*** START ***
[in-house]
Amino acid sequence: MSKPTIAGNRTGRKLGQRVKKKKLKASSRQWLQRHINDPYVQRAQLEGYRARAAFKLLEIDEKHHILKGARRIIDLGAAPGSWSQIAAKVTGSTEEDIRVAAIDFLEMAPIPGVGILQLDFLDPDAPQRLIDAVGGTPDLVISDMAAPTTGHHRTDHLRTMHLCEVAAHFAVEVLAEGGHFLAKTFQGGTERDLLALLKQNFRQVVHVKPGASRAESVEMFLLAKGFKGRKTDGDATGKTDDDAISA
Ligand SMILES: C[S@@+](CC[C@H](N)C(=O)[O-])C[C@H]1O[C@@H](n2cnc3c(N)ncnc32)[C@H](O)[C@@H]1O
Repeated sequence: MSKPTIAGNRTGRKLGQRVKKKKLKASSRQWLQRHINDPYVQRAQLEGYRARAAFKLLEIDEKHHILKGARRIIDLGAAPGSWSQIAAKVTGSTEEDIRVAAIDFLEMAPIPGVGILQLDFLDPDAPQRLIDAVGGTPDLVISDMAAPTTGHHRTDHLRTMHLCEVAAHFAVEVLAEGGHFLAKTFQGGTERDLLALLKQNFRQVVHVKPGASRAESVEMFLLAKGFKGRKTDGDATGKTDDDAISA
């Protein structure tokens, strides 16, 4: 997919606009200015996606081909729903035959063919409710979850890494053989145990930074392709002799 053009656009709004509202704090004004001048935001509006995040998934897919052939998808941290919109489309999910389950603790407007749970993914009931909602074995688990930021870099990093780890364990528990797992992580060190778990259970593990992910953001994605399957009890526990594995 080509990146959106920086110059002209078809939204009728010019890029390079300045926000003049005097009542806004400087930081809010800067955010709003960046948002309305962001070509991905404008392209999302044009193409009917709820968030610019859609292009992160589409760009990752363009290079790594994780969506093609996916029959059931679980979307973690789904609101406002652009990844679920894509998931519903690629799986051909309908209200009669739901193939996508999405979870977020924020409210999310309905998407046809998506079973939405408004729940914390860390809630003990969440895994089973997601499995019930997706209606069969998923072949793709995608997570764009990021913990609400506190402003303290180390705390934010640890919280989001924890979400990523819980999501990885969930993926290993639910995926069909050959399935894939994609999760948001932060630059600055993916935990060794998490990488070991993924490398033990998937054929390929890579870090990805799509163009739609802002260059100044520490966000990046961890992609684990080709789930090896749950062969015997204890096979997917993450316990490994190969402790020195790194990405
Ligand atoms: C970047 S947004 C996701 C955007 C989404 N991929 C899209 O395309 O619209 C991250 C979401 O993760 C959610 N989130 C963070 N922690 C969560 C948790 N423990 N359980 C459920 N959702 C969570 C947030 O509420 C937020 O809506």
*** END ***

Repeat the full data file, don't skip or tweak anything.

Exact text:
[in-house]
Amino acid sequence: MSKPTIAGNRTGRKLGQRVKKKKLKASSRQWLQRHINDPYVQRAQLEGYRARAAFKLLEIDEKHHILKGARRIIDLGAAPGSWSQIAAKVTGSTEEDIRVAAIDFLEMAPIPGVGILQLDFLDPDAPQRLIDAVGGTPDLVISDMAAPTTGHHRTDHLRTMHLCEVAAHFAVEVLAEGGHFLAKTFQGGTERDLLALLKQNFRQVVHVKPGASRAESVEMFLLAKGFKGRKTDGDATGKTDDDAISA
Ligand SMILES: C[S@@+](CC[C@H](N)C(=O)[O-])C[C@H]1O[C@@H](n2cnc3c(N)ncnc32)[C@H](O)[C@@H]1O
Repeated sequence: MSKPTIAGNRTGRKLGQRVKKKKLKASSRQWLQRHINDPYVQRAQLEGYRARAAFKLLEIDEKHHILKGARRIIDLGAAPGSWSQIAAKVTGSTEEDIRVAAIDFLEMAPIPGVGILQLDFLDPDAPQRLIDAVGGTPDLVISDMAAPTTGHHRTDHLRTMHLCEVAAHFAVEVLAEGGHFLAKTFQGGTERDLLALLKQNFRQVVHVKPGASRAESVEMFLLAKGFKGRKTDGDATGKTDDDAISA
């Protein structure tokens, strides 16, 4: 997919606009200015996606081909729903035959063919409710979850890494053989145990930074392709002799 053009656009709004509202704090004004001048935001509006995040998934897919052939998808941290919109489309999910389950603790407007749970993914009931909602074995688990930021870099990093780890364990528990797992992580060190778990259970593990992910953001994605399957009890526990594995 080509990146959106920086110059002209078809939204009728010019890029390079300045926000003049005097009542806004400087930081809010800067955010709003960046948002309305962001070509991905404008392209999302044009193409009917709820968030610019859609292009992160589409760009990752363009290079790594994780969506093609996916029959059931679980979307973690789904609101406002652009990844679920894509998931519903690629799986051909309908209200009669739901193939996508999405979870977020924020409210999310309905998407046809998506079973939405408004729940914390860390809630003990969440895994089973997601499995019930997706209606069969998923072949793709995608997570764009990021913990609400506190402003303290180390705390934010640890919280989001924890979400990523819980999501990885969930993926290993639910995926069909050959399935894939994609999760948001932060630059600055993916935990060794998490990488070991993924490398033990998937054929390929890579870090990805799509163009739609802002260059100044520490966000990046961890992609684990080709789930090896749950062969015997204890096979997917993450316990490994190969402790020195790194990405
Ligand atoms: C970047 S947004 C996701 C955007 C989404 N991929 C899209 O395309 O619209 C991250 C979401 O993760 C959610 N989130 C963070 N922690 C969560 C948790 N423990 N359980 C459920 N959702 C969570 C947030 O509420 C937020 O809506």